The portal was designed to help users mine the database, with cached queries for regular (daily, weekly, monthly, annual) reporting, or ad hoc queries, i.e. how many customers in Quebec paid their Bell Canada phone bills online in the past year.

Think of it as a pyramid and the bottom layer is this incredible breadth of information,” said Stevens. “How do you build that portal in such a way so hat you don’t intimidate someone coming in through the top of the pyramid trying to find that information.

And it was at that top layer where all the problems coalesced. It took 18 months to identify, develop and implements to back end tools and defining the data elements and definitions.

The portal itself –we didn’t know or think to start at that end first not a lot of thought went into it,” said Stevens. “They just started building the user interface out and adding a lot of stuff to it and we realized this was unworkable. We knew people weren’t using it.” The biggest problem wasn’t a lack of information; it was too much information and much of it irrelevant to the users’ needs. Instead of thumbing through reams of papers, managers were frustrated by having to endlessly click through different screen pages to find what they needed.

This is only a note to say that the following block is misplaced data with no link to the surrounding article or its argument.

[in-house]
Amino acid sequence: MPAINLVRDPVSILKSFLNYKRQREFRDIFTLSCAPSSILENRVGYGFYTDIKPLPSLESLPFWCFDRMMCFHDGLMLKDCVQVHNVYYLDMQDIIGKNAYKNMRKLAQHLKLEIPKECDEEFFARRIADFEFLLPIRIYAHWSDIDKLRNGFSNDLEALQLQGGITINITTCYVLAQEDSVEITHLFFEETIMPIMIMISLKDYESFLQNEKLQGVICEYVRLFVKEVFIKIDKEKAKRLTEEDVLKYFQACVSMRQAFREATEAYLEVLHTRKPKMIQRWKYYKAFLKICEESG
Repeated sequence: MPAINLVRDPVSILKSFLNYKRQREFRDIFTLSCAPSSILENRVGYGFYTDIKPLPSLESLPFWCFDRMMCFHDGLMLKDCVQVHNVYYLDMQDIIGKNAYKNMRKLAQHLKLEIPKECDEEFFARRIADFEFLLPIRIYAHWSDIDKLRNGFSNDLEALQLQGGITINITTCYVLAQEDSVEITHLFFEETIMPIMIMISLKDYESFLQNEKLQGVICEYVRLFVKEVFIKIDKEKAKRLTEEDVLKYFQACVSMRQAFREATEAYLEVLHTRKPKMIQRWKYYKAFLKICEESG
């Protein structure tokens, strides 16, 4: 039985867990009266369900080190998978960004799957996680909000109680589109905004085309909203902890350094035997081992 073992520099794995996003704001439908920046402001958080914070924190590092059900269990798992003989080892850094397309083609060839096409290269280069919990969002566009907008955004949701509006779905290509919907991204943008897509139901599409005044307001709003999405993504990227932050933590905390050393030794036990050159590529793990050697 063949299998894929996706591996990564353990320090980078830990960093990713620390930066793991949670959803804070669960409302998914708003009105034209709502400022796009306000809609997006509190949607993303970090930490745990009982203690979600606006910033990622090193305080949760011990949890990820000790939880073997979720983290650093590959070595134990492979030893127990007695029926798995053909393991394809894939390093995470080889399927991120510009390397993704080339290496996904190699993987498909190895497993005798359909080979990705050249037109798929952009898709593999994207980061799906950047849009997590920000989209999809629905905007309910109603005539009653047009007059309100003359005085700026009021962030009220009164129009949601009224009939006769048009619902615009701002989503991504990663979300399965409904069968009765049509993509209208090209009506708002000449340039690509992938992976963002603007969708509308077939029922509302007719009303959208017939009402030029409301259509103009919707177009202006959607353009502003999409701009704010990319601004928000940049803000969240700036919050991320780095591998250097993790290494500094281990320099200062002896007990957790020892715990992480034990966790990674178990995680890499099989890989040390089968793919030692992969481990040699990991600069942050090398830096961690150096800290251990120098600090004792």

Based on a previously successful project at RBC, Stevens suggested that Crawford should contact the Cognitive Group to put the project back on track.

The approach that Cognitive takes is different from a usability consultant or a web designer,” said Stevens. “They approach it from the user’s perspective. They don’t ask the user, “What do you want,” or “What would you like to see,” because most users can’t articulate that. What users can articulate is, “This is what I do.

Still, Crawford said, “When Martin first encouraged me to get the Cognitive Group and engage them, I was somewhat leery, especially after what I’d been through,” said Crawford. But those apprehensions were quickly laid to rest.

Crawford said Cognitive also has “a storing understanding of the financial services industry”  which further helped develop crisp, yet detailed reporting very much focused on delivering the right information to the end user.

Cognitive met with representative groups of managers and executives and commenced an exhaustive videotaped analysis of those workers on the job. Workers were asked to explain what they were doing, how they accomplished tasks and why they did things the way they did. The videotaping captured the workers, their environment and the existing tools and working documents, both paper and electronic.